In the first few hours after the world learned that U.S. forces had killed al-Qaida leader Osama bin Laden, most news reports said he had been involved in the firefight at his compound in Abbottabad, Pakistan, and at least implied that he was armed when he died.
And it was said that a woman on the scene had been used as a human shield.
By Monday evening, as more details emerged, it was being reported (including by The Two-Way) that bin Laden likely did not fire a weapon in the last moments of his life and that the woman who was killed likely was not a human shield and died in crossfire.
Now seems like a good time to go through the transcripts to see just what has been said:
-- Sunday, 11:35 p.m. ET: President Obama addresses the nation and says "Today, at my direction, the United States launched a targeted operation. ... A small team of Americans carried out the operation with extraordinary courage and capability. No Americans were harmed. They took care to avoid civilian casualties. After a firefight, they killed Osama bin Laden and took custody of his body."
-- Monday, 12:03 a.m. ET: "Senior administration officials" brief reporters. One says that bin Laden "did resist the assault force. And he was killed in a firefight." He also says that "one woman was killed when she was used as a shield by a male combatant."
-- Monday, 2 p.m. ET: John Brennan, the president's top counterterrorism adviser, tells reporters that bin Laden "was engaged in a firefight with those that entered the area of the house he was in. And whether or not he got off any rounds, I quite frankly don't know." Brennan also says "there was a female who was in fact in the line of fire that reportedly was used as a shield to shield bin Laden from the incoming fire."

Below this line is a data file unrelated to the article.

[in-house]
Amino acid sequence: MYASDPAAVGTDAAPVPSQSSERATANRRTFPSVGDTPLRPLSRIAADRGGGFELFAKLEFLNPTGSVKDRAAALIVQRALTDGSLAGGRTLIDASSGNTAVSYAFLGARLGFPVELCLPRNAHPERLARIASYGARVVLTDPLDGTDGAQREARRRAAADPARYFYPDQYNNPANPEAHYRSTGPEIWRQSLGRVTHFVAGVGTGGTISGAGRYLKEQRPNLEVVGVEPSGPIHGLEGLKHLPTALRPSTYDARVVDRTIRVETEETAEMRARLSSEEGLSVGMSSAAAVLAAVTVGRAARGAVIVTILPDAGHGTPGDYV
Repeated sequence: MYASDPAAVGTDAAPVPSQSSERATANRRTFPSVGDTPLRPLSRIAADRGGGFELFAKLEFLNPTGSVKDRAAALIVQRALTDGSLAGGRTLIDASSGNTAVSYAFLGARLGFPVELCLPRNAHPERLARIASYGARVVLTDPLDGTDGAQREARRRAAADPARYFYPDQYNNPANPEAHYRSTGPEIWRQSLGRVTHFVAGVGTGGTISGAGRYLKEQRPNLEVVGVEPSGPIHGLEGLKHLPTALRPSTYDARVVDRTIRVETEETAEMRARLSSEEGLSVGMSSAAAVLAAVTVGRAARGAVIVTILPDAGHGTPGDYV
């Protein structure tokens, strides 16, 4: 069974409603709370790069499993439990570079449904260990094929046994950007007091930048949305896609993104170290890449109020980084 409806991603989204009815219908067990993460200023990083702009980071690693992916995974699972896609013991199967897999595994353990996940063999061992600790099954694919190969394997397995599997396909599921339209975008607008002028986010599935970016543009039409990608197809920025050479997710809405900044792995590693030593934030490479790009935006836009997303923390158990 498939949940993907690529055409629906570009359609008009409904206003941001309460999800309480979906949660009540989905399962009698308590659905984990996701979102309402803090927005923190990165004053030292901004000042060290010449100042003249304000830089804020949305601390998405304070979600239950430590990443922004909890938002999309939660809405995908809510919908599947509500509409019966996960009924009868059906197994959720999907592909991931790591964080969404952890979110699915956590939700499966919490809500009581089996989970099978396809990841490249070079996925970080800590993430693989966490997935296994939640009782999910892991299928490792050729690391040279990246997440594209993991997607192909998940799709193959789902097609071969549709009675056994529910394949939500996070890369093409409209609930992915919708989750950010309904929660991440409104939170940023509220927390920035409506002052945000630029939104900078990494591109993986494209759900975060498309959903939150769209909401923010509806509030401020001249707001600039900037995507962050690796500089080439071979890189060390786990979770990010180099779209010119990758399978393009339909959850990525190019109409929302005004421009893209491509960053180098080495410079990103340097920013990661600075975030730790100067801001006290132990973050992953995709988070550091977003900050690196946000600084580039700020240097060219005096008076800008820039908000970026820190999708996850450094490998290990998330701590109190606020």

-- Tuesday, 1:57 p.m. ET: White House spokesman Jay Carney, during his daily briefing, says "there was concern that bin Laden would oppose the capture operation — operation rather, and, indeed, he did resist. In the room with bin Laden, a woman — bin Laden's — a woman, rather, bin Laden's wife, rushed the U.S. assaulter and was shot in the leg but not killed. Bin Laden was then shot and killed. He was not armed."
Asked about what type of resistance bin Laden put up, Carney says "resistance does not require a firearm. But the information I gave you is what I can tell you about it."
After another question on the topic, Carney says "it was a highly volatile firefight. I'll point you to the Department of Defense for more details about it, but it was a — he resisted. The U.S. personnel on the ground handled themselves with the utmost professionalism and he was killed in an operation because of the resistance that they met."
The New York Times writes this morning that Carney "and other officials reiterated that this was a violent scene, that there was heavy fire from others in the house, and that the commandos did not know whether the occupants were wearing suicide belts or other explosives."
And Fox News reports it has been told by a "senior U.S. official" that bin Laden "appeared to be reaching for a weapon before being shot."
The National Journal says it has been told by officials with knowledge of the situation that the Obama administration preferred that the mission end with bin Laden's death, but that if he had indicated he wished to surrender he would have been taken into custody. Copyright 2011 National Public Radio. To see more, visit http://www.npr.org/.